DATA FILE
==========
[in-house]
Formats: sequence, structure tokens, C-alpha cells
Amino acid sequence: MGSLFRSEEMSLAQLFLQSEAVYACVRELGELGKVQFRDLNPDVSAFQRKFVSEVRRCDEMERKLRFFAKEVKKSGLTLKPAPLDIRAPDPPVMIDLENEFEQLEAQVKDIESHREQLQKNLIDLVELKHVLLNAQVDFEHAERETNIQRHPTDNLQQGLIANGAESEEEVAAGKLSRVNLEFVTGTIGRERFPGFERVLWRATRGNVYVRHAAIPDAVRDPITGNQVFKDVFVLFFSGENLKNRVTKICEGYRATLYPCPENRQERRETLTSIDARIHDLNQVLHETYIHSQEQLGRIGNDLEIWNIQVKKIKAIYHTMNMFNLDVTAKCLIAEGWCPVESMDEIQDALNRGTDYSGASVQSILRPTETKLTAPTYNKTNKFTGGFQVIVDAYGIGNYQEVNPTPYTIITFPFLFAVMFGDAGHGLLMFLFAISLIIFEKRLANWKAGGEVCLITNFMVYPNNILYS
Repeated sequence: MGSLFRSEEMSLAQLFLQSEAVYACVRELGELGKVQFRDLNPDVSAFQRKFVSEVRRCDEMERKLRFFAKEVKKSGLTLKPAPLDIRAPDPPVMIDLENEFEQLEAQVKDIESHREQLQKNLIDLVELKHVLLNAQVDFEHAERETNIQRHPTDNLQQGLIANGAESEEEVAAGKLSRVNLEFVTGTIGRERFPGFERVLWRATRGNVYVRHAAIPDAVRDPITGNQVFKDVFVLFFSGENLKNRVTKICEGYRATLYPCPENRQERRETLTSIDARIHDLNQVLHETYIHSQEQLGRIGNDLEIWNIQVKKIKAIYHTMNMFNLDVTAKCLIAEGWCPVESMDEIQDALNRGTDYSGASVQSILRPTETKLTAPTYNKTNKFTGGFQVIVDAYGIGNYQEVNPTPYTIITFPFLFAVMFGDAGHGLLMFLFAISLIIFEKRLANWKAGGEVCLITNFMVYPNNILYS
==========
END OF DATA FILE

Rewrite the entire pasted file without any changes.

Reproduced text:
[in-house]
Formats: sequence, structure tokens, C-alpha cells
Amino acid sequence: MGSLFRSEEMSLAQLFLQSEAVYACVRELGELGKVQFRDLNPDVSAFQRKFVSEVRRCDEMERKLRFFAKEVKKSGLTLKPAPLDIRAPDPPVMIDLENEFEQLEAQVKDIESHREQLQKNLIDLVELKHVLLNAQVDFEHAERETNIQRHPTDNLQQGLIANGAESEEEVAAGKLSRVNLEFVTGTIGRERFPGFERVLWRATRGNVYVRHAAIPDAVRDPITGNQVFKDVFVLFFSGENLKNRVTKICEGYRATLYPCPENRQERRETLTSIDARIHDLNQVLHETYIHSQEQLGRIGNDLEIWNIQVKKIKAIYHTMNMFNLDVTAKCLIAEGWCPVESMDEIQDALNRGTDYSGASVQSILRPTETKLTAPTYNKTNKFTGGFQVIVDAYGIGNYQEVNPTPYTIITFPFLFAVMFGDAGHGLLMFLFAISLIIFEKRLANWKAGGEVCLITNFMVYPNNILYS
Repeated sequence: MGSLFRSEEMSLAQLFLQSEAVYACVRELGELGKVQFRDLNPDVSAFQRKFVSEVRRCDEMERKLRFFAKEVKKSGLTLKPAPLDIRAPDPPVMIDLENEFEQLEAQVKDIESHREQLQKNLIDLVELKHVLLNAQVDFEHAERETNIQRHPTDNLQQGLIANGAESEEEVAAGKLSRVNLEFVTGTIGRERFPGFERVLWRATRGNVYVRHAAIPDAVRDPITGNQVFKDVFVLFFSGENLKNRVTKICEGYRATLYPCPENRQERRETLTSIDARIHDLNQVLHETYIHSQEQLGRIGNDLEIWNIQVKKIKAIYHTMNMFNLDVTAKCLIAEGWCPVESMDEIQDALNRGTDYSGASVQSILRPTETKLTAPTYNKTNKFTGGFQVIVDAYGIGNYQEVNPTPYTIITFPFLFAVMFGDAGHGLLMFLFAISLIIFEKRLANWKAGGEVCLITNFMVYPNNILYS